Craftsmen from century-old Sheffield-based Ernest Wright & Sons (fifth-generation family-owned no less) set up shop at The Saturday Market Project, giving demonstrations of blade hand-sharpening and scissor assembly in their mini-workshop. (Some of you may recall that Cliff Denton, a lifelong 'putter' at Ernest Wright & Sons, was recently the subject of a short documentary.) Whilst spending the day working up some intricate bird-like embroidery scissors, the guys also had an impressive selection of their hand-made tools on show—the owners are still passionate about the role of hand crafting in an age of mass-manufacturing when much production has moved out of British towns, like the once industrial powerhouse Sheffield.
We were particularly enamored with the cutting potential of the enormous large bolt 13" tailoring shears—a hell of weight to them! A pair of these hand-crafted monsters will set you back a cool GBP 130/USD 212
For small parts storage, I use the cheapie Stack-On containers we covered here. They're useful and inexpensive, but their design also dates back at least several decades. For a more modern-day solution, check out industrial design and manufacturing engineer Jeffrey Bean's Twist Tubes.
Bean's background comes with heavy tooling experience, yielding a specialty in "the rapid design and build of plastic injection molds." He's used his skillset to create a series of storage tubes that open from the side, via rotation, and feature both colored and clear polycarbonate in the same package (for color-coded organization and visibility, respectively). And his Twist Tubes are designed to avoid the one thing that's happened to all of us at some point: Dropping the container and spilling its contents everywhere. Although cylindrical, the toothed design of the cap means the Tubes will lie flat on their sides, preventing them from rolling off of a table; the sealed design (unlike a Stack-On drawer) means the Tubes won't spill their contents even if dropped; and the polycarb ought to withstand the impact of an accidental bench dive.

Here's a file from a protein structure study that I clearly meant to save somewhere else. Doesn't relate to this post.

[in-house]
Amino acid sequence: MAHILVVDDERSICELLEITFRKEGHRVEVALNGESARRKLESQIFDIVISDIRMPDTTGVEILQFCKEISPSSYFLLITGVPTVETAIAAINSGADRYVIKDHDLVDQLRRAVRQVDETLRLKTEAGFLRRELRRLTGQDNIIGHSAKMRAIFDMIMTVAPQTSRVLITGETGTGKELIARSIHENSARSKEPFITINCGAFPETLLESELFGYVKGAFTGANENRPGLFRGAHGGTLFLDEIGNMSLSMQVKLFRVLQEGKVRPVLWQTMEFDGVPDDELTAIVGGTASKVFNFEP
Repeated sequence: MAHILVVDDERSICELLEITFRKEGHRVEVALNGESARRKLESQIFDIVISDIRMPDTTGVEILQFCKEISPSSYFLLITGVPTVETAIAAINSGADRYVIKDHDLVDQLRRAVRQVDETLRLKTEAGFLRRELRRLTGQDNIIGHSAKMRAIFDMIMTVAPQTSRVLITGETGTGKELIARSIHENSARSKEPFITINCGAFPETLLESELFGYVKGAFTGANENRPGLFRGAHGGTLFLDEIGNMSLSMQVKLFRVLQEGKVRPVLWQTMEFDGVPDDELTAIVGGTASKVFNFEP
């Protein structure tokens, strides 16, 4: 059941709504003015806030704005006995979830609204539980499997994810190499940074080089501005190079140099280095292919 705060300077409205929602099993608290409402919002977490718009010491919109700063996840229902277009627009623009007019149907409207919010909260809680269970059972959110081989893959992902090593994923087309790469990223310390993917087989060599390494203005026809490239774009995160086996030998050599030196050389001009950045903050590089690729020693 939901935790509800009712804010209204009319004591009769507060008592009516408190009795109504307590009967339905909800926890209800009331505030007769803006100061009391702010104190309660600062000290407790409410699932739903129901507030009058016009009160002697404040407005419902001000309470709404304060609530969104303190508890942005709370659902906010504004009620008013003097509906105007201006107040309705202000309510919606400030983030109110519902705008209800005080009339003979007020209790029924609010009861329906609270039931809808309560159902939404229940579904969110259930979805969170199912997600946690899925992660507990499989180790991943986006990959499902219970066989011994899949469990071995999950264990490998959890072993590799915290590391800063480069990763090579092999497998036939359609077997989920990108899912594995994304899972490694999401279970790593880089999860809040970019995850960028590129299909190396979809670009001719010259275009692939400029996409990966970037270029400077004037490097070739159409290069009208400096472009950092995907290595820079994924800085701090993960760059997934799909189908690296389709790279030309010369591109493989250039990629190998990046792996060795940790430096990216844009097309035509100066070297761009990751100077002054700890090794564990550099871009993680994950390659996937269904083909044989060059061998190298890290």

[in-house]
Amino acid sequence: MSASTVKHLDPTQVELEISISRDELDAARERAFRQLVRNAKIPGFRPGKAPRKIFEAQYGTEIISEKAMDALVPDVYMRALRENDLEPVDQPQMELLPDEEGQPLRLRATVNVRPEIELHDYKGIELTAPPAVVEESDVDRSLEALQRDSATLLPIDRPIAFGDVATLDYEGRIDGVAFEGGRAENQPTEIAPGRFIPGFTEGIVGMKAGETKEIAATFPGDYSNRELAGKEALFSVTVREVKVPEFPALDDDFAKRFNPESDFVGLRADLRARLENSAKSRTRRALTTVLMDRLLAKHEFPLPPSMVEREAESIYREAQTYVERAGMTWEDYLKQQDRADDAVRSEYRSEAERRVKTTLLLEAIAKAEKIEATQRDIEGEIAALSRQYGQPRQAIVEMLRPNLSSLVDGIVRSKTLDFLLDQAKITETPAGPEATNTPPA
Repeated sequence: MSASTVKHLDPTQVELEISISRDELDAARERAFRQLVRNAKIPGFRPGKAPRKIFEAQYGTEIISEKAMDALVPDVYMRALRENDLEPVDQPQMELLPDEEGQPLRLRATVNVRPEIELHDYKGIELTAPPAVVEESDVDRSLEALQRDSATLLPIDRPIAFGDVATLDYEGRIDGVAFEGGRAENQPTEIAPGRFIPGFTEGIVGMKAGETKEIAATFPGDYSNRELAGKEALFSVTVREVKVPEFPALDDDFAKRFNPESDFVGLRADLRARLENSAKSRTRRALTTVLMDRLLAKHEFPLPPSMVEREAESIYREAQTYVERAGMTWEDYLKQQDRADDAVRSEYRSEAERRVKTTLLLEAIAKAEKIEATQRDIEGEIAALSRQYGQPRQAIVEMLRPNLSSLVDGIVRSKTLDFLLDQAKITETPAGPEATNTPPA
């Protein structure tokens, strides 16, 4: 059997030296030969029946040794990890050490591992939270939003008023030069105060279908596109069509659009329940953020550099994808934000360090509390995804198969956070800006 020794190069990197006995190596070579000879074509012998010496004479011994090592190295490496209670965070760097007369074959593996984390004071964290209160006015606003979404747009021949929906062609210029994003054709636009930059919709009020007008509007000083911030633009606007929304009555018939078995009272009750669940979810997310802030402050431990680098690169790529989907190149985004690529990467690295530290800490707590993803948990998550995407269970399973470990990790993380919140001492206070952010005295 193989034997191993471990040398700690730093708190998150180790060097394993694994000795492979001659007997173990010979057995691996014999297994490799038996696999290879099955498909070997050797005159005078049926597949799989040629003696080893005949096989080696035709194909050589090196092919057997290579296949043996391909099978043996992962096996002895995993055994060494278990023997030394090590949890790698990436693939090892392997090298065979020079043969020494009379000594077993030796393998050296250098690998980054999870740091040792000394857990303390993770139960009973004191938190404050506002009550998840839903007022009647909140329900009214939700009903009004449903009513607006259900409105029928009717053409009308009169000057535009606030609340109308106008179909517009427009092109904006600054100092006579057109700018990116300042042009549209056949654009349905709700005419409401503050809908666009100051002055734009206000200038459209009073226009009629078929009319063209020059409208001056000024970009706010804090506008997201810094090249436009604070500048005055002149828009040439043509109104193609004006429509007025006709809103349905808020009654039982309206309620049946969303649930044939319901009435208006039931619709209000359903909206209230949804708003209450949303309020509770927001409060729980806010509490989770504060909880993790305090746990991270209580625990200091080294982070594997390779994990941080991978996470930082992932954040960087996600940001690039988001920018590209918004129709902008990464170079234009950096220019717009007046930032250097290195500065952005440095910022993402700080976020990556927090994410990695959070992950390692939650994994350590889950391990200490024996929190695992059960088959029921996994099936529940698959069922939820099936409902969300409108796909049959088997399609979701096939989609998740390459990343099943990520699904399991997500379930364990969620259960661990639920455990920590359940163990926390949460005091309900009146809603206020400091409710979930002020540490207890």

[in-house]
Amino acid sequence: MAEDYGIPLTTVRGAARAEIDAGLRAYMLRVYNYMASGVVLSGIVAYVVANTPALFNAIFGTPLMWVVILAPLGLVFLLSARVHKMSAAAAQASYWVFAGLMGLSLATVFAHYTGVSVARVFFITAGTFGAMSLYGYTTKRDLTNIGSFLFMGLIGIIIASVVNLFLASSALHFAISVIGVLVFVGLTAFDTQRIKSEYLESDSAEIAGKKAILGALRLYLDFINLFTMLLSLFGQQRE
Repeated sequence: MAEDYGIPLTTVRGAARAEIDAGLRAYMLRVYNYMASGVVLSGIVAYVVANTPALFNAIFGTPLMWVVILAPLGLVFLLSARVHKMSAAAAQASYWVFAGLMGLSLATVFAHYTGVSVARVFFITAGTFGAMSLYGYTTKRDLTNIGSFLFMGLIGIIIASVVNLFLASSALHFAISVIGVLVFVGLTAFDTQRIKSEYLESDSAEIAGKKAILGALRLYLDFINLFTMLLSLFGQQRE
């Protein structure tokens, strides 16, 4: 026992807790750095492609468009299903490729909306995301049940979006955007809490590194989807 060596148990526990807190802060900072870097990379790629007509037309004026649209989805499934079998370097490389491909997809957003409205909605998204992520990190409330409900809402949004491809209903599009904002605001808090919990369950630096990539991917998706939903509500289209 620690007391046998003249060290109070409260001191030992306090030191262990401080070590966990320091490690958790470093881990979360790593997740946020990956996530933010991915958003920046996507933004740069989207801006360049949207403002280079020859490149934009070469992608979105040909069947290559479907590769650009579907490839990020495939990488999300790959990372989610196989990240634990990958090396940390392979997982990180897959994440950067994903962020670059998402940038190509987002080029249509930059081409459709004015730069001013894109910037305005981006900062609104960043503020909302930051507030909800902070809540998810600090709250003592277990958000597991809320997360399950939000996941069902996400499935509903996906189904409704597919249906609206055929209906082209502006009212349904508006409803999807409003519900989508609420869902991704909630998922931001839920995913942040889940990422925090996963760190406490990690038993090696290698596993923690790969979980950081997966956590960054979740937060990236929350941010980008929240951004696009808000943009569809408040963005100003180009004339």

The gag being a one-liner, I thought this video would be dumb from the description, but it's pretty funny. Carnegie Mellon grad Robb Godshaw is an artist-in-residence at Autodesk's Pier 9 workshop, a fabrication facility in San Francisco, and as such he's got access to some bad-ass machines like an industrial waterjet cutter. So what did he decide to do with it?
Create Alphaclamps, "an exploration of tools and their form. From the I-beam to the C-clamp, the latin letterforms seem to have a chicken-egg relationship with the letter-shaped tools that bear their name. Is the C the basis for design, or simply a descriptor of the form? Curious about how the other letters would work as tools, I set out to explore the mechanical utility of the forsaken letters of our alphabet."
Unbelievably, there are folks who did not realize this was a gag, judging by the comments on the Alphaclamp Instructable Godshaw posted. Oh, internet.
My favorite carry-all for tools and materials is Festool's Open Top SYS-Toolbox. It's just a classic example of nuts-and-bolts ID: Simple, strong, reliable, and a perfect use of materials. The thick-walled ABS has a channel molded into the bottom, which forms the divider inside the box, and this channel allows the handle of a second box to perfectly nest within the first. Two latches at the side enable you to connect them quickly and securely. And they're compatible with Festool's full line of Systainers (manufactured by Tanos, as we looked at here), making them easy to roll around the shop or carry on-the-go in one piece.
Outdoor goods company Snow Peak was started in Japan's Sanjo City, a place "known locally as a hardware town." So it's no surprise that their Stacking Shelf Container 50 has got that "tooled" look. What is surprising is how it can be locked in two different configurations and stacked in either one.
At first this had me scratching my head, but I realized that when you need access to stuff on different levels, the "butterfly" configuration makes sense. And it's kind of neat that the rubber feet at the corners remain the lowest point of contact no matter which configuration it's in.
Posted by erika rae
| 25 Aug 2014
Although the trophy itself is but a symbol for the prestige of the award, the statuette certainly provides a covetable physical artifact for those in the television industry. While you may not be interested in actually watching the broadcast tonight, you might appreciate the craft that goes into making the trophies everyone seems to gush over for a few days each year. After seeing the handiwork that goes into them, you might find yourself gushing, too.